Mayor Bill de Blasio is facing heat for suggesting Wednesday that some sexual harassment complaints at the Department of Education are false.
His comments came as data released Friday night showed that 471 complaints were made in the city education department over the last three years. Only seven of those claims were substantiated. About half of the complaints were withdrawn.
The mayor's office said the substantiation rate was suspiciously low, and that the city would hire 11 more investigators to look into the sexual harassment claims within the city education department. The city currently has seven investigators.
But speaking at an unrelated press conference Wednesday, de Blasio suggested some of the claims may have been fabricated.
"It is a known fact that, unfortunately, there's been bit of a hyper-complaint dynamic, sometimes for the wrong reasons. So I think that has inflated the numbers," de Blasio said. "We need to address that cultural reality within the DOE [Department of Education]."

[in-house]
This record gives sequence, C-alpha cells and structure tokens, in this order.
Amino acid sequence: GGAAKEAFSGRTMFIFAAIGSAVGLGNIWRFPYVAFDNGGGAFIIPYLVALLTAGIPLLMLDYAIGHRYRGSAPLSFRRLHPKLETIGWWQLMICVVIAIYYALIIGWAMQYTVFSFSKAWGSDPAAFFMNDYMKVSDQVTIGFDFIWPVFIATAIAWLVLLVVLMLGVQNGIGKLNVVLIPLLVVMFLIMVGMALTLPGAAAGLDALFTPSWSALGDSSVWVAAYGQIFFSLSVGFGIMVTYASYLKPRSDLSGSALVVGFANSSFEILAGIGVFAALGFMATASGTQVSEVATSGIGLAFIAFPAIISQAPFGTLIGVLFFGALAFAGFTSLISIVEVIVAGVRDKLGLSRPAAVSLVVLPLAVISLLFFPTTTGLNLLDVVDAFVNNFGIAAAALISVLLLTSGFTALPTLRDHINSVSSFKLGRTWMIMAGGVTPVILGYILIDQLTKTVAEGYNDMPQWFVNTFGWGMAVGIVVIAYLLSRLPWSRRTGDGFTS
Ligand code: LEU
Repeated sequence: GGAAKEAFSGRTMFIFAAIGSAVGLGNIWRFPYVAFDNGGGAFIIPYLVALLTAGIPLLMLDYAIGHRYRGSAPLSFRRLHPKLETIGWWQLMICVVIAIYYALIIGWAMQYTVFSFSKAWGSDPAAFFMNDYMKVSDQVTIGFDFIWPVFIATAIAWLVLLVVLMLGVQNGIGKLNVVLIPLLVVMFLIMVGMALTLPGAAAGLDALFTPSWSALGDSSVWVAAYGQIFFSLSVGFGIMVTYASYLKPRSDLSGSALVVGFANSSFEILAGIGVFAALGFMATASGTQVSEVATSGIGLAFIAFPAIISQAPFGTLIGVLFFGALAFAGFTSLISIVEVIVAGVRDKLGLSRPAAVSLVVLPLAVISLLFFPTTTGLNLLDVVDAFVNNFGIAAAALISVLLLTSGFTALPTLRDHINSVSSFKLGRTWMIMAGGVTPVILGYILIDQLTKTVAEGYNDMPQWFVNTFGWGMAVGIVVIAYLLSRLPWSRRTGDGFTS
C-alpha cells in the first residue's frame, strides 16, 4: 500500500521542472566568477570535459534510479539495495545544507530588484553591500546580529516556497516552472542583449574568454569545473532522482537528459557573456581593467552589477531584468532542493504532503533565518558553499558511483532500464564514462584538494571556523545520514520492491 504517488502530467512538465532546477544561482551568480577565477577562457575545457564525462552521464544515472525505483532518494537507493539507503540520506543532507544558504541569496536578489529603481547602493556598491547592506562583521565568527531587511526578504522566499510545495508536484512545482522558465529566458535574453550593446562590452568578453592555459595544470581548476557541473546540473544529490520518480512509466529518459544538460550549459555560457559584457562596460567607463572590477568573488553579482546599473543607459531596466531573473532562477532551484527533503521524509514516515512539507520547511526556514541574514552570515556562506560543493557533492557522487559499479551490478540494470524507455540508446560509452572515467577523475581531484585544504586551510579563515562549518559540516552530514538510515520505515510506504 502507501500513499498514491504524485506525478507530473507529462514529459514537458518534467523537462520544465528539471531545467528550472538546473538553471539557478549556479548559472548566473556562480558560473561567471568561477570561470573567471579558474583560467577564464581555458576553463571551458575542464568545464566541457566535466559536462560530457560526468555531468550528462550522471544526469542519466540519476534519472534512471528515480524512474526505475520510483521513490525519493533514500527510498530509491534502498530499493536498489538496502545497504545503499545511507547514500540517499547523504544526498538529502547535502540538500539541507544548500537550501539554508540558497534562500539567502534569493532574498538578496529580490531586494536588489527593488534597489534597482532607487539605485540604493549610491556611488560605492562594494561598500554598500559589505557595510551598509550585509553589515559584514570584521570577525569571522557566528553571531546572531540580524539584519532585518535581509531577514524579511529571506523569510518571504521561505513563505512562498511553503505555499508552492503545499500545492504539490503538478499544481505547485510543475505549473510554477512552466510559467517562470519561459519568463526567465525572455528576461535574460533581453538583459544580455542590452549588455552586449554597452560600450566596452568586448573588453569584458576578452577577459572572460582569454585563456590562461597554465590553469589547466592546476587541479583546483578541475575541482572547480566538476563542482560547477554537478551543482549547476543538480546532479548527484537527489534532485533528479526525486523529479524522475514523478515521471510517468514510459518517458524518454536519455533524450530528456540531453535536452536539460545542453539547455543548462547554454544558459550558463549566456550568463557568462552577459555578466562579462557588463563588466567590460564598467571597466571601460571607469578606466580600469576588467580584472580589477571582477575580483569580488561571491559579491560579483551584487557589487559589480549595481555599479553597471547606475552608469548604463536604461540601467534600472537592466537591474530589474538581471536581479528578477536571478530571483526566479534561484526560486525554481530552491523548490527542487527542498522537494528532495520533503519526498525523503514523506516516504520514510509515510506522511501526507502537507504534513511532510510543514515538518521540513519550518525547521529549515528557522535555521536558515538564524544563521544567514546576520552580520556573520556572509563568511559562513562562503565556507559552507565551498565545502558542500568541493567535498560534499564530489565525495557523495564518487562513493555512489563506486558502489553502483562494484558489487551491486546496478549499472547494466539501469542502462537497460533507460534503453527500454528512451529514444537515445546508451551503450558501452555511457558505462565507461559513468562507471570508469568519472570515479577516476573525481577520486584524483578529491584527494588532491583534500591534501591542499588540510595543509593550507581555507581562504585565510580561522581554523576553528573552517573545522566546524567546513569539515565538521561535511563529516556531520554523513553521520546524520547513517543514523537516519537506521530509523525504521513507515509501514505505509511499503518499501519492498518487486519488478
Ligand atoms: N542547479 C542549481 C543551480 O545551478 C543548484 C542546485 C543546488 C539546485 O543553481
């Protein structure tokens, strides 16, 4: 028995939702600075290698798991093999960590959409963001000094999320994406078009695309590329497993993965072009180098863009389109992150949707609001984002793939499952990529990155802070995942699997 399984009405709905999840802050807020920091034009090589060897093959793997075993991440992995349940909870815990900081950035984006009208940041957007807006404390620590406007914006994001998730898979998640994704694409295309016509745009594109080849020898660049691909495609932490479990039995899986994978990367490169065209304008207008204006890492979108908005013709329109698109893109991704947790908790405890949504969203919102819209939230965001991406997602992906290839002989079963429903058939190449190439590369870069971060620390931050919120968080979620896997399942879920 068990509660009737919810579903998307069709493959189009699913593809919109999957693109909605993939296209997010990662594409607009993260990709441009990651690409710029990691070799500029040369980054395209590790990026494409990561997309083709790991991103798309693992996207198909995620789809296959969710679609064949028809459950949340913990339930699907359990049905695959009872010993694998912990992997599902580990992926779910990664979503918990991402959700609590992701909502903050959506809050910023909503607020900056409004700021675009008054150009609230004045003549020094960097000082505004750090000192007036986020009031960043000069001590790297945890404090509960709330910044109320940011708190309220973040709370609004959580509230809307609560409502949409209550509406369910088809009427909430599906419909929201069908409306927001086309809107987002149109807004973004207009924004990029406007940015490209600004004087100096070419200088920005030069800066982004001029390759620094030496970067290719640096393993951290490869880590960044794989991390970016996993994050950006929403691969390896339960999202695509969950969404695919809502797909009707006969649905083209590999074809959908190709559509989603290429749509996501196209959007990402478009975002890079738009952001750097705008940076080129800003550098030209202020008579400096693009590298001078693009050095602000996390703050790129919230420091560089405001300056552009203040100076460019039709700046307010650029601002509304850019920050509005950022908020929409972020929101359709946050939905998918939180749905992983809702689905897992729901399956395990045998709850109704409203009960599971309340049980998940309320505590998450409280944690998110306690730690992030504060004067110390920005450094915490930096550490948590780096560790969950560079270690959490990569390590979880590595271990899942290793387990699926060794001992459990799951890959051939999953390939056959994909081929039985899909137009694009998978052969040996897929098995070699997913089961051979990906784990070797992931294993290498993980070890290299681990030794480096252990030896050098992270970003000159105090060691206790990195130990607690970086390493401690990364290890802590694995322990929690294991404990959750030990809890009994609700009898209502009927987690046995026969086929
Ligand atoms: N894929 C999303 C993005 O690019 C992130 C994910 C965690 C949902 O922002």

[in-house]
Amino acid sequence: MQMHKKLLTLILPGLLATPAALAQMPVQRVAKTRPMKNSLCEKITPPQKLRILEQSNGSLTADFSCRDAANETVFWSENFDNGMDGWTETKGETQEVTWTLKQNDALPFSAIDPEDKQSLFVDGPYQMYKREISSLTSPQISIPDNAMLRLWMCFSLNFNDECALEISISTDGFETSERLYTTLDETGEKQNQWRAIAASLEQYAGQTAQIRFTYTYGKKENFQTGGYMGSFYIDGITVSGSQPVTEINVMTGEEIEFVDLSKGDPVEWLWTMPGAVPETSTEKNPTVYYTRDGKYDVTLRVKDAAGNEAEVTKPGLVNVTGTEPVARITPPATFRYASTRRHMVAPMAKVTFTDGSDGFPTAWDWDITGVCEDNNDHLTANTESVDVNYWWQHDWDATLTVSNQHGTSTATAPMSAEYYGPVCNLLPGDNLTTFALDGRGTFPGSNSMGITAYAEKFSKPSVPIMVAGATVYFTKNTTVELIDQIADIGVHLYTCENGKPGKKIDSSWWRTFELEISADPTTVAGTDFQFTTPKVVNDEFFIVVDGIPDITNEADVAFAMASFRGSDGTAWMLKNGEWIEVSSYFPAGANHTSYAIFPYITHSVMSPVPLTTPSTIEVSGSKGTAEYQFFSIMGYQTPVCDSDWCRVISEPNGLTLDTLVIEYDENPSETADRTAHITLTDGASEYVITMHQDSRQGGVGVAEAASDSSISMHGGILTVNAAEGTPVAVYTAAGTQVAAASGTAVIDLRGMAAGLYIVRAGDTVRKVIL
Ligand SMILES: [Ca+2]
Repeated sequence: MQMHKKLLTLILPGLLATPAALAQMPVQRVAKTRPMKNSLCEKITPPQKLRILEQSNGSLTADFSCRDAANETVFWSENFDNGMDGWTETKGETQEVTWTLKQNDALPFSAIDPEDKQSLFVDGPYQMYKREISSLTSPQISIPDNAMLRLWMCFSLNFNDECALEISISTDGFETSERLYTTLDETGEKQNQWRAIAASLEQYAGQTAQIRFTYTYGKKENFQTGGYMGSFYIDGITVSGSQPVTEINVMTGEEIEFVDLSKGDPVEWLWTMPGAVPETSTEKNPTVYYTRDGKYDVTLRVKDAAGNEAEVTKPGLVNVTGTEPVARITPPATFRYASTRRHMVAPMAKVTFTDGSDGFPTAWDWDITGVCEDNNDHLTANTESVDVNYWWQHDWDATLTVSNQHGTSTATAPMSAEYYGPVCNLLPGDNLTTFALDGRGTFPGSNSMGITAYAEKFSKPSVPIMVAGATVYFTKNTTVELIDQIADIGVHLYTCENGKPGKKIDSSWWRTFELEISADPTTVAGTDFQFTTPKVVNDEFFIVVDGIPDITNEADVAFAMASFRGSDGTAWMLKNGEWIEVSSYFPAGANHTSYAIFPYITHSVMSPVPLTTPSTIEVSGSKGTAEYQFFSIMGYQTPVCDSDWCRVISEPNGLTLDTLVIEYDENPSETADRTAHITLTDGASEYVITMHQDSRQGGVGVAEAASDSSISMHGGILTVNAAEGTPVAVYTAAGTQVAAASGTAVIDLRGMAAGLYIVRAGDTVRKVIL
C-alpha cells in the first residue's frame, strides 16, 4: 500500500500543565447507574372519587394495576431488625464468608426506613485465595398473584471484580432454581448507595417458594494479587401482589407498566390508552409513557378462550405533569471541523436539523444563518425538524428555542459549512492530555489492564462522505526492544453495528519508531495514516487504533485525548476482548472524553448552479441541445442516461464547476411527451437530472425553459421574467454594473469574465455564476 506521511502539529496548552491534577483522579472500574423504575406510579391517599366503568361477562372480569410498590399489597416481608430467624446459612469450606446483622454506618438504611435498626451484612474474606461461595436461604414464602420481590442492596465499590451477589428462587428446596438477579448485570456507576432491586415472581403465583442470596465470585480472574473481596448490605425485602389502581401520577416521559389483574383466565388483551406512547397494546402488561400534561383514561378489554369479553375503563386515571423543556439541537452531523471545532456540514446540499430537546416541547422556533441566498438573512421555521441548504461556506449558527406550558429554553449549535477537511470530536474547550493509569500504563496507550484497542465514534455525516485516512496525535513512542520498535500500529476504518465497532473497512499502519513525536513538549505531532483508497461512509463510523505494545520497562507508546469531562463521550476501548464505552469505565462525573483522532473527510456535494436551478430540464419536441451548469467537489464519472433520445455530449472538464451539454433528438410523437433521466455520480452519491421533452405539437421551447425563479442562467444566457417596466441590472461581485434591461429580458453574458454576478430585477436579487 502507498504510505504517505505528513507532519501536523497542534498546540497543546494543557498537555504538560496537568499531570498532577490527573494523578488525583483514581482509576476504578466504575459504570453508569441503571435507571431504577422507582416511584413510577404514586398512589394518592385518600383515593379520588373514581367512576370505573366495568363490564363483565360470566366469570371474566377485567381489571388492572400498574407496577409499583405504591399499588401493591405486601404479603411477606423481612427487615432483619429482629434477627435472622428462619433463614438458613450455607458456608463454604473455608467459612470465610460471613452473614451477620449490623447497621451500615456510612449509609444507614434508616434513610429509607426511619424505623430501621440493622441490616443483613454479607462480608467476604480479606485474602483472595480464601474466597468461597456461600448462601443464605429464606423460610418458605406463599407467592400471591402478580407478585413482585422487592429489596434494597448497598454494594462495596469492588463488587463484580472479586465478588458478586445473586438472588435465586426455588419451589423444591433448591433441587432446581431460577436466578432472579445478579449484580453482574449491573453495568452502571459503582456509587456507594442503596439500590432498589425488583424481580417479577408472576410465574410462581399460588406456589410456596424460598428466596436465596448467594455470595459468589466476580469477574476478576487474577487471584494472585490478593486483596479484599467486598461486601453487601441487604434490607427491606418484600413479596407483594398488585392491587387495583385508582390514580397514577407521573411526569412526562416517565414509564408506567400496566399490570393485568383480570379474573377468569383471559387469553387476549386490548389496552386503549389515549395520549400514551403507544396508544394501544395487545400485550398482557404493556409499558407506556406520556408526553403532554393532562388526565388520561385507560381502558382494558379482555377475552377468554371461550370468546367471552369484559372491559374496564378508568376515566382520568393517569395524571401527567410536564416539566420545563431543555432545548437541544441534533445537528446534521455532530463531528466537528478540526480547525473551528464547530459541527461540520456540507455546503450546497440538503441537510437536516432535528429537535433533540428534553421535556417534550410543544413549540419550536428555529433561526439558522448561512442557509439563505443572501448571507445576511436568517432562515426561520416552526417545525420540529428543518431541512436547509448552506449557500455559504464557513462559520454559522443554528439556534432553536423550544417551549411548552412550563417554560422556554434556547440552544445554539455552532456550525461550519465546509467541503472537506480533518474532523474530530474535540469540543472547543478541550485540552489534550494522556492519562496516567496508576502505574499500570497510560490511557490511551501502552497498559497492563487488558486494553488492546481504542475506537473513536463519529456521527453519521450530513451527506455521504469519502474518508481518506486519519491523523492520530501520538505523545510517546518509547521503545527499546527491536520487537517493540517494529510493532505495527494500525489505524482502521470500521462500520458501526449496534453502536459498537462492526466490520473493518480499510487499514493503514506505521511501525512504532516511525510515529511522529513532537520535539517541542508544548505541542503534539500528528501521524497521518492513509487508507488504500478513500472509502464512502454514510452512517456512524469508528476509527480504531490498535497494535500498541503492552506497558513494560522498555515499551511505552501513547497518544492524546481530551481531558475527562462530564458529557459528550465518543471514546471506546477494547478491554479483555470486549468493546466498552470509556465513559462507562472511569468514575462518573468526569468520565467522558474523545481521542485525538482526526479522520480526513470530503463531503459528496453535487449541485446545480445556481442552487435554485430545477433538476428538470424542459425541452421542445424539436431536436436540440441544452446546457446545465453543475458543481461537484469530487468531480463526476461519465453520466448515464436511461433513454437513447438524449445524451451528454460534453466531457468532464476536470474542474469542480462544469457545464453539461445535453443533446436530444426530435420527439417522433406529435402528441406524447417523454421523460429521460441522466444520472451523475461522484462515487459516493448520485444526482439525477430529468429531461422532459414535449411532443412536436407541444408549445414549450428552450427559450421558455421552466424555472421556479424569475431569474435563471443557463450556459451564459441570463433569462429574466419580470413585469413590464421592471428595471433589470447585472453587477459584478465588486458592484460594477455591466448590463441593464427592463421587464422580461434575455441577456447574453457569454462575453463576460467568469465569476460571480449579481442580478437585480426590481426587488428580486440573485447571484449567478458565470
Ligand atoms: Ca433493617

Reporters pushed de Blasio to clarify his remarks at the press conference, asking if he was saying teachers were lying when they say they have been sexually harassed. Studies have shown that very few complaints of sexual harassment are fabricated.
A few hours after the mayor made the claim, he walked back on his comments:
The head of the teachers union fired back at de Blasio. In a statement, Michael Mulgrew said, "Our teachers have a tough enough job that they don’t have time to make frivolous claims."
The mayor said all city agencies need to be aligned on the issue, and he added that all city employees will be retrained on how to handle sexual harassment.